A historic street in Liverpool is the first in the city to have a plaque installed which explains its links with slave trade in Britain.
William Brown Street, named after cotton trader and slave owner, will be one of a series of streets to get a bronze plaque.
Liverpool grew immensely wealthy from slave trade in the 19th century, becoming the most important port in Europe.
The signs are named after Eric Scott Lynch, the late activist and historian who spent his life highlighting the area's links with the slave economy.
It reads: “Liverpool’s Central Library and World Museum have their origins in wealth accrued through slavery.
“William Brown became one of the main importers of slave-produced cotton into Liverpool.
“The Brown family also owned many enslaved people on their plantations in the United States. William Brown Street was named after him for funding these buildings.”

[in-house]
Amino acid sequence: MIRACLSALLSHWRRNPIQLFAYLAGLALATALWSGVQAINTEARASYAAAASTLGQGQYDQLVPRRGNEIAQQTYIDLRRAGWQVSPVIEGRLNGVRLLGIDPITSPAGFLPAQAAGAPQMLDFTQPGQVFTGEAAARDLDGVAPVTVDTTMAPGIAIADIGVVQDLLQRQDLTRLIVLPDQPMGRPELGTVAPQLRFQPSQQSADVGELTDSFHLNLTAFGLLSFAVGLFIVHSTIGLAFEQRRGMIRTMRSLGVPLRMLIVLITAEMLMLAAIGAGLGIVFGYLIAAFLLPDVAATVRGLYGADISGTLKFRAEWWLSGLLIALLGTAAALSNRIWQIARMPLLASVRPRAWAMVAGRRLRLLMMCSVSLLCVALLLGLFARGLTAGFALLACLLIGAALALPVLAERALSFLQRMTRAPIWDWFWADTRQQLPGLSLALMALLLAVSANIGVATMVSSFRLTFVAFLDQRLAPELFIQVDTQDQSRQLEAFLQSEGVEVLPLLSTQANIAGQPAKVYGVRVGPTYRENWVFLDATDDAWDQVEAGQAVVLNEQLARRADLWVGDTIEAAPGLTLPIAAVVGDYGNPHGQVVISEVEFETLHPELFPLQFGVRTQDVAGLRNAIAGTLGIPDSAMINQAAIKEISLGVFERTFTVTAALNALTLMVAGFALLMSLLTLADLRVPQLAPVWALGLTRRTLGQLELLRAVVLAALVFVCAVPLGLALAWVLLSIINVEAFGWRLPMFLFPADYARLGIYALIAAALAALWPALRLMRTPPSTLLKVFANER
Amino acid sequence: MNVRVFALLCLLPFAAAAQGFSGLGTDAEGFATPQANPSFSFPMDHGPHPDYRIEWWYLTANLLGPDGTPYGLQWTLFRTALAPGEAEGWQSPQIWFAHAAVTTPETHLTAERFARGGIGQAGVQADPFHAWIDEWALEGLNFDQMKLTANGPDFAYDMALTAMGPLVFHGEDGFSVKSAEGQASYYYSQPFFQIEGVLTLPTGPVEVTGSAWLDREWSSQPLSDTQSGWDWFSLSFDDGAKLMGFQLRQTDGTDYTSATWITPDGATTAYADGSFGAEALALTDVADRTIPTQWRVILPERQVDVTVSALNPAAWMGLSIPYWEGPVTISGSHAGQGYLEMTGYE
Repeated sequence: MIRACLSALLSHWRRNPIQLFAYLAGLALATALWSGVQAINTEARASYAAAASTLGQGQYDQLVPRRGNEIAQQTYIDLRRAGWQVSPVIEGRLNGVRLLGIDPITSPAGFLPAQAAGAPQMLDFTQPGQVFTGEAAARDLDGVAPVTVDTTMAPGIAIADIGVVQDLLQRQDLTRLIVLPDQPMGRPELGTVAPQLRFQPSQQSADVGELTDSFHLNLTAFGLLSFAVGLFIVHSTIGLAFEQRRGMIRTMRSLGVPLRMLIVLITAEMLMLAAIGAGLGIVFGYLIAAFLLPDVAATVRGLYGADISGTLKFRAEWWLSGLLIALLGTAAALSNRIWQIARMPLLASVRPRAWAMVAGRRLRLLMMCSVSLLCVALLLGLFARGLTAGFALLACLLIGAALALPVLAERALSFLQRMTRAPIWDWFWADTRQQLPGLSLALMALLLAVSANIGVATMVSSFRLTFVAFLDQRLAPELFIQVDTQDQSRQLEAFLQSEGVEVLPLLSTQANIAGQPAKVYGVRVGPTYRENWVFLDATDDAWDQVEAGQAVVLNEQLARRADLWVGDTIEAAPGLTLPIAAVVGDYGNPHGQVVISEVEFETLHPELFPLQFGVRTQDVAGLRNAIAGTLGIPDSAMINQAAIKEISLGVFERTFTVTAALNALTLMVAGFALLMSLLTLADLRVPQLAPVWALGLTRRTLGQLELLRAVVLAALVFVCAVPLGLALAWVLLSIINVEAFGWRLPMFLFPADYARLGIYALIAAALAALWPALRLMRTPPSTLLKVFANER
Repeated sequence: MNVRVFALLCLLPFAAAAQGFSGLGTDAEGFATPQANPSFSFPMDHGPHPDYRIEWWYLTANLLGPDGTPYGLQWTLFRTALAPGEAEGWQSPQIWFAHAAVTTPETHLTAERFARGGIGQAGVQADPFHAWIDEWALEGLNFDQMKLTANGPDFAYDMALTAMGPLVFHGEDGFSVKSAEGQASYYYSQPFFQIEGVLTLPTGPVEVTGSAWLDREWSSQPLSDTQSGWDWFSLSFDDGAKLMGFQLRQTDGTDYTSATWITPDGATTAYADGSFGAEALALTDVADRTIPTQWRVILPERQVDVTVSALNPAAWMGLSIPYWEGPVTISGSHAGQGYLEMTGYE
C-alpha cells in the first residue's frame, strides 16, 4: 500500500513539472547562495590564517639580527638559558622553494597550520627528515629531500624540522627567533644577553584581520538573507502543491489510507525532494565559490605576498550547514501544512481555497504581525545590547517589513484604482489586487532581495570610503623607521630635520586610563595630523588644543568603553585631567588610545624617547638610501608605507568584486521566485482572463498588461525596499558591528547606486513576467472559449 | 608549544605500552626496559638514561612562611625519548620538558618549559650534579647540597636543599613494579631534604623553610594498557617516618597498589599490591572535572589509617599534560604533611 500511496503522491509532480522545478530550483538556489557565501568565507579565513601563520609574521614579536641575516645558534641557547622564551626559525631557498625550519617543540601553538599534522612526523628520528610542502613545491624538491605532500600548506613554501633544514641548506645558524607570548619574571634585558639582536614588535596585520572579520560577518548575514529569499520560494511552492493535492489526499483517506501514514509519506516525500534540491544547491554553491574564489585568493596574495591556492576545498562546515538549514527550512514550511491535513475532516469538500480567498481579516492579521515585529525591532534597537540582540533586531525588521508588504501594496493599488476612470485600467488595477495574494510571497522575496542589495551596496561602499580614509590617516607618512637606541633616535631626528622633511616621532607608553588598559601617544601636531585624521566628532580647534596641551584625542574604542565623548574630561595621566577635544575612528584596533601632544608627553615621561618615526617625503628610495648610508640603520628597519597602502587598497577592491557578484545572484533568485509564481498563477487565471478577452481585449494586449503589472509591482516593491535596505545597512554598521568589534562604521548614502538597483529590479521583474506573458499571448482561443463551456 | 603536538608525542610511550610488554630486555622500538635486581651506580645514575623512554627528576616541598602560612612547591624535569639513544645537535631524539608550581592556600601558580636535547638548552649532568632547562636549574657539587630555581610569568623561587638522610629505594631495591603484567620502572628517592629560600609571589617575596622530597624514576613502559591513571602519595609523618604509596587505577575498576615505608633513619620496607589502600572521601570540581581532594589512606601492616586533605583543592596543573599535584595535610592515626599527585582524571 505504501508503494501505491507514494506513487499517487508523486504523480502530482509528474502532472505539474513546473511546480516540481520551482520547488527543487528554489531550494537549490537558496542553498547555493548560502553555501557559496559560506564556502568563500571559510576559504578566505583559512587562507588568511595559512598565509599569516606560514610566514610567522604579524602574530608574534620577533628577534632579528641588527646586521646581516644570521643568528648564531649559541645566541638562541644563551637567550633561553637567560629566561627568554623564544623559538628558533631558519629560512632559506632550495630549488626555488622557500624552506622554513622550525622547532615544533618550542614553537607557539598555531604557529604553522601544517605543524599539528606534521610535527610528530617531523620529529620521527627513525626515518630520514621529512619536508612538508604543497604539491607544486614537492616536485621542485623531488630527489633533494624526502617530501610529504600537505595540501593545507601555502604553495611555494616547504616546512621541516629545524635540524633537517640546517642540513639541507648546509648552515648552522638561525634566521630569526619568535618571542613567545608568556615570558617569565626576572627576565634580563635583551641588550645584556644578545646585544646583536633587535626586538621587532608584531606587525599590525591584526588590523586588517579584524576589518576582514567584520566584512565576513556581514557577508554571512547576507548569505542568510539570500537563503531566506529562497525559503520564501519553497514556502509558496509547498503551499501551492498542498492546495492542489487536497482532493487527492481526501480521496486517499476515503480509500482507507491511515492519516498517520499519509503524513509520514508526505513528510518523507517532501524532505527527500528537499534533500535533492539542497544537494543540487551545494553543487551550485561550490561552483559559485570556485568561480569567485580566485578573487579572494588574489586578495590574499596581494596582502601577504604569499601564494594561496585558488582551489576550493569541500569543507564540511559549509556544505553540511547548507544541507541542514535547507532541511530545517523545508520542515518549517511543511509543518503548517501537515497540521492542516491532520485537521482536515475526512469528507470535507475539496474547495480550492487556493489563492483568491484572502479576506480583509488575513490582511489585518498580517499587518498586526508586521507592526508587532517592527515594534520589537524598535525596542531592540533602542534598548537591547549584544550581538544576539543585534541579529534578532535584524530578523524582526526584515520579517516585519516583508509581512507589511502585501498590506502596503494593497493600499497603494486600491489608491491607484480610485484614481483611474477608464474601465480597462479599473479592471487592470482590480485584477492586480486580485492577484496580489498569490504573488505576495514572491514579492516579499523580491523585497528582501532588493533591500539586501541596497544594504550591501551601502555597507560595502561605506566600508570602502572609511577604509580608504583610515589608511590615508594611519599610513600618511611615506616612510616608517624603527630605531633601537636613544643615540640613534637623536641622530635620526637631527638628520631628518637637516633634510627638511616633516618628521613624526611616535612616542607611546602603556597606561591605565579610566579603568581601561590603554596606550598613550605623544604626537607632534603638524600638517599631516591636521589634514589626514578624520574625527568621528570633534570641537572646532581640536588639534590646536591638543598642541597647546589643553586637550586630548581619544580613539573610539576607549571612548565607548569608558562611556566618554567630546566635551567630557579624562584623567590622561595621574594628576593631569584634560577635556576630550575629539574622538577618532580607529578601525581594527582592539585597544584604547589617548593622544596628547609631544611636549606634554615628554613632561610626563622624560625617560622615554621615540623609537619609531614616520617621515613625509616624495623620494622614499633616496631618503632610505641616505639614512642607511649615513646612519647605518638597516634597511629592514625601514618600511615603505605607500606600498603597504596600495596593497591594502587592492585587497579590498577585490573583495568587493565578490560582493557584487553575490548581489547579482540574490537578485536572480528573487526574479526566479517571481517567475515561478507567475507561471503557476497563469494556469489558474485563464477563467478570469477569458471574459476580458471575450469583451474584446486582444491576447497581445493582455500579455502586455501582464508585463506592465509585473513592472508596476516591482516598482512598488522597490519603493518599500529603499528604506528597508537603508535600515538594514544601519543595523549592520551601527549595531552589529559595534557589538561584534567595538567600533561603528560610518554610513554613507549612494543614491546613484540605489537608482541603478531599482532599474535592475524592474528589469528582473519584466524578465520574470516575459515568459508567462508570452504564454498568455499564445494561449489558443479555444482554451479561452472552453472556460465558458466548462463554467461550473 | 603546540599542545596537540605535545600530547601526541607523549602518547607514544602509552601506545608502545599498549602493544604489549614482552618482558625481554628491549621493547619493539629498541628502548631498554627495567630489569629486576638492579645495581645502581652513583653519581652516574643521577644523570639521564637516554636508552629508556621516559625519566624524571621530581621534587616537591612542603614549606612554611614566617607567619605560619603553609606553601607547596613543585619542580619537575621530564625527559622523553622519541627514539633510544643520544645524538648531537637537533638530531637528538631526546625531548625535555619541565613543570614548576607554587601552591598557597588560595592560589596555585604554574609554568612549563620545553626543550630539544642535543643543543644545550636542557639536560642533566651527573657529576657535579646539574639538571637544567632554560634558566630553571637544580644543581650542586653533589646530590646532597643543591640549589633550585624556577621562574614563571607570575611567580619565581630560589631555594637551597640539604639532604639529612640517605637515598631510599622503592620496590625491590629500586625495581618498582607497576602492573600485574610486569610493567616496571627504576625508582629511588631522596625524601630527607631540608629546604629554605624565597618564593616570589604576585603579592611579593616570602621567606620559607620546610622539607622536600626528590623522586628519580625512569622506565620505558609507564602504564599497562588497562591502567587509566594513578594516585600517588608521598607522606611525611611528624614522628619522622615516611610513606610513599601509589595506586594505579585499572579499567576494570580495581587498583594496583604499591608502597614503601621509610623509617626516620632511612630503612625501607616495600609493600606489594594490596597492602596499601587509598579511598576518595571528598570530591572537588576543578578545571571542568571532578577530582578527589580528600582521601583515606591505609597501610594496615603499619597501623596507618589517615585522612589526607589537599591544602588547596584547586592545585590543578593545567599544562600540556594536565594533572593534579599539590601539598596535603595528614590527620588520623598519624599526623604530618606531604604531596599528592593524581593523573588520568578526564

The son of Eric Lynch, Andrew Lynch, attended the unveiling on Tuesday, 5 April.
Andrew said: “These plaques stand testament to the educational work that my father Eric Scott Lynch carried out.
“Over many years, he strove to give the people of Liverpool a deeper understanding of the central role the city played in shaping the modern world.
“The enormous wealth generated by slavery and imperial interests built the city into a major trade hub and financed many of the industries that were to become the cornerstone of the industrial revolution.
“This reminds us that Liverpool is truly a world city, with the labour of Africans and people of African descent being a key part of our story.”
Mayor of Liverpool Joanne Anderson said the plaque was a “milestone moment” and has pledged to be "open and transparent about this city’s role in the transatlantic slave trade".
She said: “This understanding of our past is key, and only when we fully acknowledge and accept it, can we move forward.”
The city is set to host a series of events including a music day and conference as part of Liverpool Against Racism.
The death of George Floyd in May 2020 sparked debate on Britain’s historic links with the slave trade.